Plus surely bowlers as ‘world class’ as Mills and O’Brien can’t fail miserably in three games in a row? All will be revealed this afternoon, though if New Zealand somehow find a path to victory don’t be at all surprised if an outage affects all India and brings SOAL to another grinding halt. Just no accounting for technology huh guys?

Oh, and hobbits… We never tire of talking about hobbits in New Zealand. In answer to your question: We keep them stored in a warehouse outside Petone, battery hen-style, bringing them out once daily to retrieve their eggs. New Zealand: heaps of sheep, but WHERE ARE ALL THE CHICKENS?

– Duncan



Filed under Announcements, Cricket, News

5 responses to “The Phony War Is Over

  1. Ha-ha! This is nice, guys. India always had a pretty poor record in NZ even with the Fab Four, and NZ has a better ODI record in recent times than India. This is inarguable. Just because India wins a couple doesn’t give us the right to brag about it unless it is part of a consistent record. I remember just a short while ago, India crashed out of the World Cup after losing to Bangladesh. Kudos for the bravado, now let’s get some substance behind it.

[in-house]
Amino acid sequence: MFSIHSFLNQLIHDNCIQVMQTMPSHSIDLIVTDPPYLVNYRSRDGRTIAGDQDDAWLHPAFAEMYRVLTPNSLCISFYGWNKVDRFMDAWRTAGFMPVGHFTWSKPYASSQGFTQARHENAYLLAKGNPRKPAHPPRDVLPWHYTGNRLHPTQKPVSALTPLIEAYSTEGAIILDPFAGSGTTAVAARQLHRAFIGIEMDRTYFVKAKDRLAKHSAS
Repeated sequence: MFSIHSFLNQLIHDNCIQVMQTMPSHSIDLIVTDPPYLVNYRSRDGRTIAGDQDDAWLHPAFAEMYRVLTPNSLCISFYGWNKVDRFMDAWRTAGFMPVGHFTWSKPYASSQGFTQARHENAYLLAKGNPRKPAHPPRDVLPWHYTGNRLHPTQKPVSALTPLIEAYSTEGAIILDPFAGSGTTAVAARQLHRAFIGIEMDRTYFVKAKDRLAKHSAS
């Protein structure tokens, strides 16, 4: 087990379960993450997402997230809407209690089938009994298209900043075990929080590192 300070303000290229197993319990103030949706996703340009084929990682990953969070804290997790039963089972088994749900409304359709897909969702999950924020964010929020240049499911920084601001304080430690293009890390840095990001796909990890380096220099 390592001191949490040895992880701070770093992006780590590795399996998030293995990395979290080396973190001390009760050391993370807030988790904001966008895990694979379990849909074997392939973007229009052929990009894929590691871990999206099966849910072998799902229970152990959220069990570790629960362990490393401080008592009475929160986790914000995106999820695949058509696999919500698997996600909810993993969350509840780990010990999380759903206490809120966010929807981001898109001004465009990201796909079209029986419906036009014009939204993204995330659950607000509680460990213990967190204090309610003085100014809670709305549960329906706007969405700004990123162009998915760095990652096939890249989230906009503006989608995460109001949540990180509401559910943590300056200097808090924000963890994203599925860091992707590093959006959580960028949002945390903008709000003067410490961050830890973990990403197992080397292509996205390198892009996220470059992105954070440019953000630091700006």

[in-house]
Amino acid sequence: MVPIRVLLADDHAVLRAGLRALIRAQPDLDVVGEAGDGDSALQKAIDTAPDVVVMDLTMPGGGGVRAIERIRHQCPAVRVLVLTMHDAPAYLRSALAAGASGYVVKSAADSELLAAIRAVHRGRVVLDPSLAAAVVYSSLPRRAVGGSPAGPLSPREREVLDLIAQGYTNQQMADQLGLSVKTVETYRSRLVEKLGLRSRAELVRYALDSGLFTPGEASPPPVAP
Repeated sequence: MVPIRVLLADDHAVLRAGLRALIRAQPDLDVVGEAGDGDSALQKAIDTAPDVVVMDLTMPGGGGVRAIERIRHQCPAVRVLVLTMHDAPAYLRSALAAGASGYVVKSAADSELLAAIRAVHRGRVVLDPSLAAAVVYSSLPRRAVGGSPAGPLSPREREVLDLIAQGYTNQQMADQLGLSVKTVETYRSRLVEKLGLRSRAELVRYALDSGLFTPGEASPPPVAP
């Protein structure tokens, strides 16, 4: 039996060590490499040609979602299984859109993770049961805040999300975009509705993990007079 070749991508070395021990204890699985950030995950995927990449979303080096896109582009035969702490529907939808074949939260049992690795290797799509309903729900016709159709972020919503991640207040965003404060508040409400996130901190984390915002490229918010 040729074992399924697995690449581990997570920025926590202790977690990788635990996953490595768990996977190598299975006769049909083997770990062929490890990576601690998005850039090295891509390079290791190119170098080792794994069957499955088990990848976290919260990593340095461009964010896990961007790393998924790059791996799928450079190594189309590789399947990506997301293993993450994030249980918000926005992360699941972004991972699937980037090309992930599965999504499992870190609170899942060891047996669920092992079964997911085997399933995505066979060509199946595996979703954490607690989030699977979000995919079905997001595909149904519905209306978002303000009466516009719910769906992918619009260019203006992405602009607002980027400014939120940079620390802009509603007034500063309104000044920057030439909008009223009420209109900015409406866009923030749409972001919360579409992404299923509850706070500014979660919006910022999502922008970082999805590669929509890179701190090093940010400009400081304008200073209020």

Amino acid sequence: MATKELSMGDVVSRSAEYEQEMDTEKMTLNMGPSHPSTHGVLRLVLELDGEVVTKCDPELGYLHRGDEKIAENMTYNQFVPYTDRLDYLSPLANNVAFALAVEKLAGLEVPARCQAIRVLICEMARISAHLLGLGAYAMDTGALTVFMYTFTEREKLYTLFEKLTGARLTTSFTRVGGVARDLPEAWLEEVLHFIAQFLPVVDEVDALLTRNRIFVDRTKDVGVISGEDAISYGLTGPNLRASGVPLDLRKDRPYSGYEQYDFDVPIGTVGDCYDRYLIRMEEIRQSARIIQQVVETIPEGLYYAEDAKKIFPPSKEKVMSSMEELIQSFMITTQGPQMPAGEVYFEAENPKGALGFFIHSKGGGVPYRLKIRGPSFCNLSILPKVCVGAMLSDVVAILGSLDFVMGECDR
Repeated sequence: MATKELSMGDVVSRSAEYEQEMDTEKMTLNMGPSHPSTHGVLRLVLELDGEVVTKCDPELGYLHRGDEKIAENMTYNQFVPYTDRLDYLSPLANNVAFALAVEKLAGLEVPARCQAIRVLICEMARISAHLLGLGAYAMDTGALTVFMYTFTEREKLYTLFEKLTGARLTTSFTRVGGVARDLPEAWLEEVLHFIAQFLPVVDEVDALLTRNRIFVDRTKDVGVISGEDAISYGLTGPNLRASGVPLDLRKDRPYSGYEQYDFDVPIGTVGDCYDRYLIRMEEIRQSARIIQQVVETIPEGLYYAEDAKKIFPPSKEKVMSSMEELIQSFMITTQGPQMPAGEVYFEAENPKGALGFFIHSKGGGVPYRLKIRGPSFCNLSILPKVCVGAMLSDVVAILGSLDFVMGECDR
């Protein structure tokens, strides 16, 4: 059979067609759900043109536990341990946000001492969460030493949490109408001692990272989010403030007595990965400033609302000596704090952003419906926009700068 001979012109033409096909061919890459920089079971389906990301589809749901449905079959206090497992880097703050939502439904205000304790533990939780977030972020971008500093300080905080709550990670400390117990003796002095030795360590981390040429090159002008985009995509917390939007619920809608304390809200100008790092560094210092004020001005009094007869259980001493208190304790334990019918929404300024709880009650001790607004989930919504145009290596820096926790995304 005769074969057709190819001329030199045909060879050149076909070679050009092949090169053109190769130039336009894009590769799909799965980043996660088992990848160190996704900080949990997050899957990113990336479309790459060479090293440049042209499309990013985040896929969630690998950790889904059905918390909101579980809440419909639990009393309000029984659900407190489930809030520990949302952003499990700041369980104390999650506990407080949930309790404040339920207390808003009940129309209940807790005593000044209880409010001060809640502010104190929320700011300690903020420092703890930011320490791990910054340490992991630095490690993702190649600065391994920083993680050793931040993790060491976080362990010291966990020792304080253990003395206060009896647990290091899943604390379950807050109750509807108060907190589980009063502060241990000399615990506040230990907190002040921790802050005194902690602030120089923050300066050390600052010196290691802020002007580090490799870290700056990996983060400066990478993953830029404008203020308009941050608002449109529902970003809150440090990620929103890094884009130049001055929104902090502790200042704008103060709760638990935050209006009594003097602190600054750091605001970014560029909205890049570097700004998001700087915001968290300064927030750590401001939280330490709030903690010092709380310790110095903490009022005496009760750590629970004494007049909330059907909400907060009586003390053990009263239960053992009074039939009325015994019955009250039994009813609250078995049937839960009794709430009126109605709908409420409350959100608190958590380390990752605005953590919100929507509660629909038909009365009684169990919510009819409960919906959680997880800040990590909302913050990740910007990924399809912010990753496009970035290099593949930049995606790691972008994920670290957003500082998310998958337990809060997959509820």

2. Duncan

    The thing is, I feel like NZ’s actually a pretty good, scrappy One Day outfit that plays consistently above its natural level. India is a team of cricket genius’ who until fairly recently haven’t gelled that well, particularly in ODIs. So theoretically you get a great series… But Sehwag is just looking like he has no ceiling right now, like he could be the guy who gets that elusive One Day double century in this series. I fervently hope not, but I can’t recall seeing many players as ‘in’ as he is right now, and every over he’s at the wicket takes the game further from our grasp.

  3. Pingback: ARE YOU NOT ENTERTAINED? « Short of a Length

  4. Pingback: The India-New Zealand Blogging Wars « Kridaya

  5. Very interesting site, Hope it will always be alive!